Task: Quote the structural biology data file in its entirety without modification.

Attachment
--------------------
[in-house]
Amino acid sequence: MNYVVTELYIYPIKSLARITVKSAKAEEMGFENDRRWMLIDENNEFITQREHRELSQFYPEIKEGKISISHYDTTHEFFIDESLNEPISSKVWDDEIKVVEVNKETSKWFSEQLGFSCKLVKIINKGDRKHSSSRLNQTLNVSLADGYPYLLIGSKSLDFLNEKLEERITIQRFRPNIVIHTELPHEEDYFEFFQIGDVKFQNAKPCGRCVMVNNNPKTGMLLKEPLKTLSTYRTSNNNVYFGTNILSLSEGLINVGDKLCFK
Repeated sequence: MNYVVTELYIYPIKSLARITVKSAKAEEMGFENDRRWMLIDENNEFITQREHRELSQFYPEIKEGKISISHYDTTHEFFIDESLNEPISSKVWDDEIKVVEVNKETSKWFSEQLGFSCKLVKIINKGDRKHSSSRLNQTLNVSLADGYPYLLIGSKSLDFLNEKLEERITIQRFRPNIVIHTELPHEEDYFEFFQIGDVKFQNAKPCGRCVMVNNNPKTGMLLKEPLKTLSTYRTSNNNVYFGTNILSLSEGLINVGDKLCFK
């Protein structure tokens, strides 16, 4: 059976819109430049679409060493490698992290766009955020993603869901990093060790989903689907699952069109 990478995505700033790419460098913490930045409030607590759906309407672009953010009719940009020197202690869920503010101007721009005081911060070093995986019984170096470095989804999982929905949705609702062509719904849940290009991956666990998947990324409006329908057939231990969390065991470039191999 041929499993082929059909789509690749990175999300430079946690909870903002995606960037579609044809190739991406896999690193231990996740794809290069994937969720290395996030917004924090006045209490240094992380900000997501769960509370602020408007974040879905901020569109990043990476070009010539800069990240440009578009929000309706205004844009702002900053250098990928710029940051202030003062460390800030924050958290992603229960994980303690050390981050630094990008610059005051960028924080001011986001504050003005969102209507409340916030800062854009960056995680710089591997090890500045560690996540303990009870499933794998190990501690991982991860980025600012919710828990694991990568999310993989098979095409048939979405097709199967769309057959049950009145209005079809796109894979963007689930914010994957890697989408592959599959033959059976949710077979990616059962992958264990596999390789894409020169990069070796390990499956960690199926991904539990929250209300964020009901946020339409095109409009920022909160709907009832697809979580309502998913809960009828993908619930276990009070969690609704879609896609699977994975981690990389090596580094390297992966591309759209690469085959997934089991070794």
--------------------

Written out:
[in-house]
Amino acid sequence: MNYVVTELYIYPIKSLARITVKSAKAEEMGFENDRRWMLIDENNEFITQREHRELSQFYPEIKEGKISISHYDTTHEFFIDESLNEPISSKVWDDEIKVVEVNKETSKWFSEQLGFSCKLVKIINKGDRKHSSSRLNQTLNVSLADGYPYLLIGSKSLDFLNEKLEERITIQRFRPNIVIHTELPHEEDYFEFFQIGDVKFQNAKPCGRCVMVNNNPKTGMLLKEPLKTLSTYRTSNNNVYFGTNILSLSEGLINVGDKLCFK
Repeated sequence: MNYVVTELYIYPIKSLARITVKSAKAEEMGFENDRRWMLIDENNEFITQREHRELSQFYPEIKEGKISISHYDTTHEFFIDESLNEPISSKVWDDEIKVVEVNKETSKWFSEQLGFSCKLVKIINKGDRKHSSSRLNQTLNVSLADGYPYLLIGSKSLDFLNEKLEERITIQRFRPNIVIHTELPHEEDYFEFFQIGDVKFQNAKPCGRCVMVNNNPKTGMLLKEPLKTLSTYRTSNNNVYFGTNILSLSEGLINVGDKLCFK
């Protein structure tokens, strides 16, 4: 059976819109430049679409060493490698992290766009955020993603869901990093060790989903689907699952069109 990478995505700033790419460098913490930045409030607590759906309407672009953010009719940009020197202690869920503010101007721009005081911060070093995986019984170096470095989804999982929905949705609702062509719904849940290009991956666990998947990324409006329908057939231990969390065991470039191999 041929499993082929059909789509690749990175999300430079946690909870903002995606960037579609044809190739991406896999690193231990996740794809290069994937969720290395996030917004924090006045209490240094992380900000997501769960509370602020408007974040879905901020569109990043990476070009010539800069990240440009578009929000309706205004844009702002900053250098990928710029940051202030003062460390800030924050958290992603229960994980303690050390981050630094990008610059005051960028924080001011986001504050003005969102209507409340916030800062854009960056995680710089591997090890500045560690996540303990009870499933794998190990501690991982991860980025600012919710828990694991990568999310993989098979095409048939979405097709199967769309057959049950009145209005079809796109894979963007689930914010994957890697989408592959599959033959059976949710077979990616059962992958264990596999390789894409020169990069070796390990499956960690199926991904539990929250209300964020009901946020339409095109409009920022909160709907009832697809979580309502998913809960009828993908619930276990009070969690609704879609896609699977994975981690990389090596580094390297992966591309759209690469085959997934089991070794």